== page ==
Anyway, Sebastian wanted to come to Flores,… so here I am, back in Flores with him, with good internet, and with zero stress about getting visas. Yeah, I don´t like to repeat successes, but hey– given the choice between that or the mess in Jayapura, I figured I owed it to myself to relax for a couple of days… have a good time with good people, and travel easily, safely, and comfortably.
So, with this wealth of time we suddenly had left, we decided to cross from West Timor to Flores by public boat. Let me tell you a little bit about it.
We met a cute little Italian couple a week or so back, and together, we decided to take the Kupang-Ende ferry and save ourselves some money on the plane ticket. After all, Pelni boats cover the whole of Indonesia and are the quintessence of traveling around this massive archipelago. Keen to tick another experience off of the list, we eagerly bought our tickets the morning of… gloating in our good luck of having made it to Kupang just one day before this bi-monthly trip took off and managing to score 4 of those coveted seats. It only cost $9 apiece, and we were stoked. What great luck!
We knew that boats like these were first-come, first-served with seating, so, not wanting to get stuck sleeping in chairs all night, we arrived at 6pm for our boat which was due to leave at 8— hoping to grab some of these bed type things that looked so comfortable from the pictures in the Pelni office.
Like I said, we arrived at 6, planning to wait in the terminal for about 2 hours before departure. However, this is how we spent the next 6 hours.
The boat finally arrived at around midnight, and, as anybody who has ever walked through Oakland Chinatown or ridden the 30-Stockton at rush hour knows well, Asians aren’t exactly the types to queue politely and wait for their chance to board. Little old ladies swinging plastic bags crammed with fish. Teenagers muscling through the crowd with a TV perched artfully on the crowns of their heads. Ordinary, docile-looking citizens donning motorcycle helmets in anticipation of the struggle for entry. It was absolute pandemonium getting in. Thankfully, an adolescence spent frequenting the mosh pits of Reel Big Fish concerts primed me for the ruthless, oxygen-bereft push through the gates, the mad rush to get to the boat, and the epic, squishy nightmare of trying to board using only the two steep and insecure planks that they had thrown to shore.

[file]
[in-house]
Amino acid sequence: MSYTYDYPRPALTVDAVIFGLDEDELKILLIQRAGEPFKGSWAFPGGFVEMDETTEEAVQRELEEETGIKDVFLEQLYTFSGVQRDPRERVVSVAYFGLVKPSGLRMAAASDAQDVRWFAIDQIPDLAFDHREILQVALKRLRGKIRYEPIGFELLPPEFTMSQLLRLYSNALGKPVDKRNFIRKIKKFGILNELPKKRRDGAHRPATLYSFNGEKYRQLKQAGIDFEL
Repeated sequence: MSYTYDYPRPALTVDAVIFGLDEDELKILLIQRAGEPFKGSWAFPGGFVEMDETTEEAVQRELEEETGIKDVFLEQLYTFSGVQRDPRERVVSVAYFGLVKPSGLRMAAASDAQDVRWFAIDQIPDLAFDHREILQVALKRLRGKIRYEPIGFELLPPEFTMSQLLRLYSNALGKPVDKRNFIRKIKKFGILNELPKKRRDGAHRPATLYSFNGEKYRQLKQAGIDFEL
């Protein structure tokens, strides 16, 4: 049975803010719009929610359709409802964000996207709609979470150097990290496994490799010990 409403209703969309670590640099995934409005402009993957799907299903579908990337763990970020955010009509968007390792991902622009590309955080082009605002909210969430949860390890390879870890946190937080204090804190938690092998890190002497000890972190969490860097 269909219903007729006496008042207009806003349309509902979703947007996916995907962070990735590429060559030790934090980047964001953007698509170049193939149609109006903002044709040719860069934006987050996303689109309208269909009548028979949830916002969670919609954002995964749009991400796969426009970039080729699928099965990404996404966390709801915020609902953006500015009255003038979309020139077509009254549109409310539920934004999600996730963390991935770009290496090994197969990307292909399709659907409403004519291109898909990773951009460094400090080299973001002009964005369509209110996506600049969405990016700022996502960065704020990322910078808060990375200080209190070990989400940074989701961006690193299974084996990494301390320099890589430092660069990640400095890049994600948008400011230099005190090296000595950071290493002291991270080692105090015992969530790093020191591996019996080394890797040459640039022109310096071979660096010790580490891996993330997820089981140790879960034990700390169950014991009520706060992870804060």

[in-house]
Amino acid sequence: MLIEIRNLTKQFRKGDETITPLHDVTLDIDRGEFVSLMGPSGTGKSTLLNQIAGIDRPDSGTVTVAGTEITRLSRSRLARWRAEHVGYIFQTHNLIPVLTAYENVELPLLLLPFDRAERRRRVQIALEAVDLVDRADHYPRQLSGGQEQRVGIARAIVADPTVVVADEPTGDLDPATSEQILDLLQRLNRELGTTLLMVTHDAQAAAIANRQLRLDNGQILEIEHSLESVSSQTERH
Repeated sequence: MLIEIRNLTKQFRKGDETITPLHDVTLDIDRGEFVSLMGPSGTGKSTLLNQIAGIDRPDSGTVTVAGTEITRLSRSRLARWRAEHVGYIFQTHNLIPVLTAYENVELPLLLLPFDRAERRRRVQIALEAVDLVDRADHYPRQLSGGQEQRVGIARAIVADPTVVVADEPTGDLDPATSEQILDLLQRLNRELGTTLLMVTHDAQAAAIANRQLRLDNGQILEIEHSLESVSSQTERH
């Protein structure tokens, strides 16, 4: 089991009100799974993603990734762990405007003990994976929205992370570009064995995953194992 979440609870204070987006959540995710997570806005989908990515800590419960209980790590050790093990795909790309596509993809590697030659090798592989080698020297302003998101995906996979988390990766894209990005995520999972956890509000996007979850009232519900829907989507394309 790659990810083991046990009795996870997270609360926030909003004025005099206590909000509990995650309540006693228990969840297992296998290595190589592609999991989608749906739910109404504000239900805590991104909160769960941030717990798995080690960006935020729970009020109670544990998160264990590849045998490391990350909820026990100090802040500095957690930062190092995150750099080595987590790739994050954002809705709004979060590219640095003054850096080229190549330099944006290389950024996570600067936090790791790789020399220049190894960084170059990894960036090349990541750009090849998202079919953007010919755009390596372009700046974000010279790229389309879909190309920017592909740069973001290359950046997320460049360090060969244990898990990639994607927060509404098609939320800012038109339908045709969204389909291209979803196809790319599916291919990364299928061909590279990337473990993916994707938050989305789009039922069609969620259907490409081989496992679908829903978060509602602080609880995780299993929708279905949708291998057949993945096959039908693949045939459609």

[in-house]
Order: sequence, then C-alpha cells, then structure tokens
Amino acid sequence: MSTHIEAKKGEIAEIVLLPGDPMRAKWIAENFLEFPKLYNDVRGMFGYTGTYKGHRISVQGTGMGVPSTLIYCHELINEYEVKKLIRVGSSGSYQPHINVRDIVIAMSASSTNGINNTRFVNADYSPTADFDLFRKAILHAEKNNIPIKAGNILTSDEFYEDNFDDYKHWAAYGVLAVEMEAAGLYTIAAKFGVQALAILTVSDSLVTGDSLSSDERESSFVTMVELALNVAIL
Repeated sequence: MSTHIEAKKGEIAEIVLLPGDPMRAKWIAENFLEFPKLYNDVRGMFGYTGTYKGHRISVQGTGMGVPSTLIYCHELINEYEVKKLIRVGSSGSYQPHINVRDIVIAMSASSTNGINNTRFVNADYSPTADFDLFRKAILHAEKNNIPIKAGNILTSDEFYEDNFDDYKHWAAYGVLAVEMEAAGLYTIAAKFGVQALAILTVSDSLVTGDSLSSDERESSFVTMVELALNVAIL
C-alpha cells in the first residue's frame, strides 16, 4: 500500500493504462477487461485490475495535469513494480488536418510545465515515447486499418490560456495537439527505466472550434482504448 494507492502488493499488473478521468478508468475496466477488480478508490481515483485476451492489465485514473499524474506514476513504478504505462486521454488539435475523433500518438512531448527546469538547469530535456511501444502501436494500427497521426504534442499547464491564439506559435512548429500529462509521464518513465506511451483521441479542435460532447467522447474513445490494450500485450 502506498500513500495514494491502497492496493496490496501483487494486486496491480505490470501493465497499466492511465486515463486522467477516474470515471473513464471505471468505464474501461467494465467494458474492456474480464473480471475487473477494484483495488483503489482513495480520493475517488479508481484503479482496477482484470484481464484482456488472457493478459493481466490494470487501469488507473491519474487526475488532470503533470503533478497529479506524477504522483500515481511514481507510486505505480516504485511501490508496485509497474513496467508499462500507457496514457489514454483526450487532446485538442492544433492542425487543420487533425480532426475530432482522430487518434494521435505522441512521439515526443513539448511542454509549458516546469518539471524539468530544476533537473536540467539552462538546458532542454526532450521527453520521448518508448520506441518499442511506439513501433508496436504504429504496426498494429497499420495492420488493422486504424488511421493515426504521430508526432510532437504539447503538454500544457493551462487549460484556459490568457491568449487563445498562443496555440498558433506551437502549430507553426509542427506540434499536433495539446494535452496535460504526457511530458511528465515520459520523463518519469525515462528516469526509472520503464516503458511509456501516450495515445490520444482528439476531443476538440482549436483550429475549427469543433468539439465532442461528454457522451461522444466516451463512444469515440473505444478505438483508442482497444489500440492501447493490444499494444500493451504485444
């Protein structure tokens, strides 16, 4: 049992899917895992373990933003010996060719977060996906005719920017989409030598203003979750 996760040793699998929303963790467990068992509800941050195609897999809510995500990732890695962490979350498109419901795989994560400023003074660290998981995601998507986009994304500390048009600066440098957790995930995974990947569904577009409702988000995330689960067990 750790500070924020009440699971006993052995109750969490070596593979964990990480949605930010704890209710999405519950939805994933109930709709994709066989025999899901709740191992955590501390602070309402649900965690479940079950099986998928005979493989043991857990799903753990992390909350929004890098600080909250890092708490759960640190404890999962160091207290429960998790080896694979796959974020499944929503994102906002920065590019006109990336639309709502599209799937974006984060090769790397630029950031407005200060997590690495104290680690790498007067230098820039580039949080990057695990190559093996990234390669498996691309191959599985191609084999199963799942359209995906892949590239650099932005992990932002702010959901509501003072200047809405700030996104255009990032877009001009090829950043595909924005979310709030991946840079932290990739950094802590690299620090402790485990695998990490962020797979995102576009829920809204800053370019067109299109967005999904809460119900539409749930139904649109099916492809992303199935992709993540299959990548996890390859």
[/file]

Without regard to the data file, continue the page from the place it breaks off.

Once aboard, we found that not only were all the beds were taken, but all the chairs as well as all the floor space of the first 2 levels. Lookie here:
So many bodies!
I want to say that there was a Level 2 separating Level 1 (people puddle) and Level 3 (people puddle + exhaust fumes), but even though I remember walking there, I´m not sure that my feet ever made contact with the boat surface itself, as it was completely indiscernible under the layers of empty Pop Mie containers and punctured sauce packets. I can only recall vague memories of floating, upright, on a mound of garbage.
At the top level, we finally found a small area we could stake out for ourselves… right behind the exhaust pipe. For 15 hours.
At night it was okay. The profuse and exceedingly dense pollution kept us warm all night— like a big, suffocatingly foul blanket stuffing itself into our ears and noses.
But the daytime…
Oh, the daytime.
Imagine being in a tanning bed, lights on, with no fan. Then, ask someone to fill it with trash and human excrement.
People were pissing in the rescue boats, and the runoff poured onto the heads of all beneath them. The one bathroom stank so strongly of ammonia that the outer rim of my nose burned long after I left. Fede, on his way to try to get some water, accidentally stepped on someone’s mat- I mean, c’mon, LOOK at the walkways- and the old lady retaliated by grabbing hold his shoe and slapping his calf while shouting in Bahasa. Exhaust puffed furiously out of all feasible orifices, and our only escape was to tie together a sarong fort with plastic bags- hoping to distance ourselves from the chimney by consenting to huddle by the sun-baked piles of garbage that decorated the upper deck.
You might be thinking that Pelni accidentally oversold the tickets. You would be half right. They oversold tickets, but not on accident. Apparently, you can just crush your way onto the boat to start, then pay for the ticket later… after every passenger´s organs have been turned to jelly by continual mashing. Maximum capacity? What’s that?
We later found out that we had somehow caught the boat the weekend before Indonesian school holidays were due to end. Everyone between the ages of 3 and 25 in the country (+ their parents!) was trying to get home that day.
We finally arrived at sunset the following day, and fled to Moni to spend some time taking hot showers, chilling at the guesthouse, and watching TV. My plan to “smash out” Flores on my way to Papua was unceremoniously flattened on that boatride, alongside any desire to travel by public ferry ever again. In fact, the only reason I managed to hold myself together was because I had three compadres with which to commiserate. At the end of it all, we survived it and walked away with a great story, and the unshakeable bonds of eternal friendship were born. This island, even though I’ve done it before, refuses to be rushed, and this last week has been a pretty rough reminder of the way things work around here. There is no such thing as “cramming” things in… unless you are talking about human beings. Even without cramming, the most basic errands can take all day or not happen at all.
I think the reason why backpackers choose the stress of independent travel over the ease and comfort of guided tours or pre-planned holidays is because, somewhere, secretly, we really get off on being completely out of control. You lessen your grip on absolutes and exercise your freedom of choice in what you do when life throws you some serious, exhaust-coated lemons. Yeah, none of us would have ever chosen that trip if we’d known what we were in for, but experiences like that, not climbing volcanoes or visiting isolated hill tribes, is the quintessence of travel, and Indonesia has laid the smack down in reeducating me in it.
“Time is the coin of your life. It is the only coin you have, and only you can determine how it will be spent.” – Carl Sandburg